ST. PETERSBURG -- Aleksei Kuzmin has been banned from the St. Petersburg subway after using it his whole life to get around the city.
The reason? He is handicapped and confined to a wheelchair.
Late last month, St. Petersburg authorities began enforcing what they say was an existing ban after a girl in a wheelchair had an accident on a subway escalator. Yulia Shavel, a spokeswoman for the subway, said wheelchair users are a danger to themselves and others on the steep escalators that descend into the city's cavernous subway system.
But sitting in Yekaterina Park in downtown St. Petersburg, the 33-year-old Kuzmin said he believed he and other handicapped passengers pose no danger on the subway and bristled at what he sees as prejudice against the disabled.
"They are humiliating us," he said. "It's discrimination. It is as if the subway is only for the fit."
The ban starkly illustrates the plight handicapped people face in Russia, which lags far behind the West in accommodating the disabled.
In St. Petersburg and other Russian cities, the absence of ramps and elevators for the wheelchair-bound, which are an essential part of public infrastructure in Europe and North America, means they often must be carried up and down flights of stairs.
'No Chance Of Interacting Normally'
The 55-year-old subway system is one of the few modes of transport in St. Petersburg that wheelchair-users are able to use and the ban leaves many stranded -- a situation that will only worsen during the port city's bitterly cold winters.
Nadezhda Kapkova, a 48-year-old woman from Gagarin, a town 30 kilometers from St. Petersburg, said that despite the lack of infrastructure supporting the handicapped, she had always viewed larger Russian cities as relative havens for the disabled.
"Practically speaking, using a wheelchair in the provinces is impossible," she said. "There are no means [of transport] accessible, there's no chance of working, no chance of interacting normally. But big cities offer an opportunity for self-realization."
But with the ban on wheelchairs in the subway, Kapkova thinks those opportunities to move around freely will now be severely curtailed. She added that disabled people were capable of judging what they can and cannot do safely.
Under The Federal Spotlight
"The point is the disabled are all in their right minds," she said. "If their arms aren’t strong enough to hold on, they won't go on the escalator."
The wheelchair ban came under the federal spotlight when a Moscow newspaper published an appeal to St. Petersburg Governor Valentina Matviyenko, written by a disabled student who was turned away at the turnstiles.
There are signs that lingering Soviet attitudes to disability are slowly changing.
The Public Chamber, a state advisory body, has called the ban "a violation of federal law" and the city's rights ombudsman, Aleksei Kozyrev, has promised to "get to the bottom of this and take charge of it all the way to the finish line."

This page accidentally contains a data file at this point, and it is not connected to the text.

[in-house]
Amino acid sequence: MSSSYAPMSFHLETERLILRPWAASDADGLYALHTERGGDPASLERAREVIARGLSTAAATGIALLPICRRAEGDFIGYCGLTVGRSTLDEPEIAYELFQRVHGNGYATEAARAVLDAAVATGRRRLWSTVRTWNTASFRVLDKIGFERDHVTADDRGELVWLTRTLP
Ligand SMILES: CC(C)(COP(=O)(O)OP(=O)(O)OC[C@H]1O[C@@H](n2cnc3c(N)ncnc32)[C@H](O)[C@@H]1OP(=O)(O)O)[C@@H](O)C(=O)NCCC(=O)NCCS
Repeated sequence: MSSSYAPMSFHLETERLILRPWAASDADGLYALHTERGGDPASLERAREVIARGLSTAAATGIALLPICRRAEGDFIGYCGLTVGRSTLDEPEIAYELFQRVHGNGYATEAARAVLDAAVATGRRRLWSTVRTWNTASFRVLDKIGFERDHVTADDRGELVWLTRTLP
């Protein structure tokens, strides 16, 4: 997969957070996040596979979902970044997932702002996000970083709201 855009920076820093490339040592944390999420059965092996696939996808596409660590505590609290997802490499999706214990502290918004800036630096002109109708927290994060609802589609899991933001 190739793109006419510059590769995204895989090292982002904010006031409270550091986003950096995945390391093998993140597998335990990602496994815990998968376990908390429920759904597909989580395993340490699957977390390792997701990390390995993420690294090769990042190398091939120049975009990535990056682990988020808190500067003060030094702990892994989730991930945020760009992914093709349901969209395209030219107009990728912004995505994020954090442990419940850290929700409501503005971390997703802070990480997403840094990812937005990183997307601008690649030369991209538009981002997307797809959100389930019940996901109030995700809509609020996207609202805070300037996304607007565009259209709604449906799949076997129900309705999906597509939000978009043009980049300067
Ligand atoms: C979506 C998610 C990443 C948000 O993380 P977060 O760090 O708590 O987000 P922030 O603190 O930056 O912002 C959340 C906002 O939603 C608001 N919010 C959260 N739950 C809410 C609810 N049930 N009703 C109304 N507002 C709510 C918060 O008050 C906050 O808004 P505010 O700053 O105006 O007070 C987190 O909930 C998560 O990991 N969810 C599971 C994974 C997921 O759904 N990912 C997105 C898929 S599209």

But Shavel, the subway system's spokeswoman, said officials were obliged to stop wheelchairs entering since documentation from the factory that produces the escalators stipulates that they were not built for wheelchair use.
She said the ban did not apply at nine of St. Petersburg's 64 subway stations that do not have escalators, most of which are on the city's outskirts.
A Quick Solution Is 'Unrealistic'
Officials say they are exploring the possibility of installing ramps so that the handicapped can access the subway and say they hope to find a solution by August. According to press reports, the city is also looking into the possibility of installing special elevators for the handicapped in the subway.
But Sergei Timokhin, a 43-year-old disabled man, said solving the problem so quickly was "unrealistic."
According to statistics provided by the St. Petersburg Association of Societies of the Parents of Disabled Children, there are 8,988 wheelchair users in the city, which has a population of roughly 6 million.
The problem, of course, is not confined to St. Petersburg. In Moscow, the city provides a special taxi service for the disabled, but it's necessary to book trips two weeks in advance according to a report in "The Moscow News." Moscow is also planning to build elevators in its subway stations to accommodate the disabled.
According to Kapkova, despite the difficulties the handicapped face in a country where the word for disabled is still "invalid," lingering Soviet attitudes are slowly changing for the better:
"Their outlook before was very much 'you're in the way, you're spoiling the view,'" she said. "Disabled people had to go and stay in the shadows somewhere."